There is so much focus on sales processes and selling that I thought it would be nice to take a break and look at the sales cycle from the buyer’s perspective instead. Buying a CRM system (or other BPM system) can be a confusing and often frustrating task. So many options, too many promises, and no guarantees.

As a potential customer, you have the power; you control the selling process and it is up to you to ensure that you cut through the marketing and sales pitches and gain enough tangible information to make the best decision for your company. As buying a CRM system is not an everyday task, it is important to understand what to expect and what to demand from the selling/buying process.

Buying a CRM System: What to Expect; What to Demand

Rule number 1: Be prepared before kicking off the buying process. I recommend completing a Gap Analysis first, for without one you cannot be sure you even need a CRM system — let alone set up a criteria for buying one. In a previous blog, Use Gap Analysis to Understand Where You Are; Chart a Path to Where You Want to Be, I discussed NEHANET’s approach and the different stages involved in completing a Gap analysis. The final phase as described in the blog is the transition phase from Gap analysis to the buying process. The results of the gap analysis will provide you with the following:

  • Prioritized list of processes you need to transform to reach your desired destination
  • Detailed list of changes that need to be implemented to transform each individual process
  • Potential options for implementing those changes. (ranging from changing internal reporting structures to introducing new processes, such as a sales process to implementing a CRM system etc.)

The bottom line is: before entering the buying process for a CRM system, make sure you need one and understand the details of what you need to achieve for each and every business process involved.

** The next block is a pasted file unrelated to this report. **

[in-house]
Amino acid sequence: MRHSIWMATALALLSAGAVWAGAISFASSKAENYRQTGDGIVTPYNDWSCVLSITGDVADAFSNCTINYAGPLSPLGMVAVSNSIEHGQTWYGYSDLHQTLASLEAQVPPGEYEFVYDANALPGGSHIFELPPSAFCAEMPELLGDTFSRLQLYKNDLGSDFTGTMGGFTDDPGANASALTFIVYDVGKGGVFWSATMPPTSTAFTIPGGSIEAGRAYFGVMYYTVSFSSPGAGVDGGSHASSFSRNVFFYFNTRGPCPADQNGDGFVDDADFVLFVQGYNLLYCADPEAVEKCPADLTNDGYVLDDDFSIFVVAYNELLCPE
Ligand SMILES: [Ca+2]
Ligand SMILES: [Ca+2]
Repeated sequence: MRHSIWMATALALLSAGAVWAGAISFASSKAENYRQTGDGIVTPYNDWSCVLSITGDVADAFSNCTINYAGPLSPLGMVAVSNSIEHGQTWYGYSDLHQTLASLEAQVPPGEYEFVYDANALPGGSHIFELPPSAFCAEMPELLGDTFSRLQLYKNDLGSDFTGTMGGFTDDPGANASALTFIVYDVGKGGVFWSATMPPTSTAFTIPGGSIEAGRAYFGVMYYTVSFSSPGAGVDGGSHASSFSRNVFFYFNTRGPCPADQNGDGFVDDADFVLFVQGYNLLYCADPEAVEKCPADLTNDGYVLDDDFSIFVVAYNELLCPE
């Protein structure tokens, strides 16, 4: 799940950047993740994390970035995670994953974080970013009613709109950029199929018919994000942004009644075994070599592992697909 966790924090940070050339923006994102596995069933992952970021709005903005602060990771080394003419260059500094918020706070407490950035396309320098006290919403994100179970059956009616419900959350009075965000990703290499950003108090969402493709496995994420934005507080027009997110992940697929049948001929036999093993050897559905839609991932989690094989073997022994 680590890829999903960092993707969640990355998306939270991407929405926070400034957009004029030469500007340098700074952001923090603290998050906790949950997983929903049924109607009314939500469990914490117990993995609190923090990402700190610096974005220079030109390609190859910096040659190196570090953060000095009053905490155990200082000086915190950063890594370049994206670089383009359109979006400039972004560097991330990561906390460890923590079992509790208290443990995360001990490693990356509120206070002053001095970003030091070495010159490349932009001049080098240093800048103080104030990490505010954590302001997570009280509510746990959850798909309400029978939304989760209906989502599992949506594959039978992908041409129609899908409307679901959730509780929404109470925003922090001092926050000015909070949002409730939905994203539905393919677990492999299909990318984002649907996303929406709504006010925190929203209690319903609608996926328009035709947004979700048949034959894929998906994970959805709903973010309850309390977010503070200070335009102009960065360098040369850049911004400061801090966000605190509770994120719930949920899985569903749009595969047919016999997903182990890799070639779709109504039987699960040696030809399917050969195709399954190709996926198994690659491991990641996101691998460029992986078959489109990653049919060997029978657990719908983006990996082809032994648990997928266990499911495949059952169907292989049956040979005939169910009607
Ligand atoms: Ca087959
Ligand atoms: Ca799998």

Being armed with this information makes the CRM buying process much simpler and the probability of a successful implementation much greater.

As you enter the buying process, below are key steps to ensure happen: *(note: intentionally not considering costs here)

  • Narrow down your list of potential CRM vendors. Start with your top priorities, from your prioritized list of processes you need to transform and work your way down through the list. For example, if run-rate forecasting is your top priority, eliminate any CRM that does not provide a good solution for run-rate forecasting. If it is call center management, eliminate vendors based on that criteria etc. You should try to leave this step with no more than 3 – 5 vendors remaining.
    ** Note: At this point, you can create an RFP or evaluation plan to share with the remaining vendors on your list, so there is transparency as to what you require as the buyer. The following steps as a minimum should be included in that document.
  • Map your requirements, details of required changes to transform each individual process, to the capabilities of the CRM systems you are evaluating. Actually, the CRM vendor should do this for you at no cost to you — just provide them your detailed requirements from the gap analysis.
  • Next, grade each CRM vs. your requirements. This can be done by identifying the gaps between what the CRM provides and what you require for each process. You may also take this a step further by evaluating third party solutions for the CRM to fill these gaps. Ideally after this step, you will have narrowed in on one or maybe two potential solutions.
  • Now it is time to test drive the actual CRM System. Up until this point, the evaluation has been on paper only, which I think is critical to complete prior to using the system. It is too easy to get hooked on the bells and whistles and lose sight of the key reasons for needing the system. The “test drive” can typically be done using a demo system or a free trial subscription. The key aspects to evaluate are usability and performance. Ideally, you’d like to be able to do this with a subset of your own data, however this can be difficult without incurring some cost.
  • After completion, as a minimum, of steps 1 – 4, you are ready to enter the buying phase where your keen negotiating skills will rule. The key consideration for a CRM buying perspective is completing a statement of work. Most software development and/or customization today is done on a time and materials basis and it is in your best interest to define the details of what needs to be completed, by when and at what costs. This is beneficial to you and the CRM vendor or third party integrator, as you are protected against runaway costs and the vendor or integrator is protected from continually changing requirements.

As always the devil is in the details. Take the time to prepare and drive the buying process so that you end up with the optimal solution for your company.

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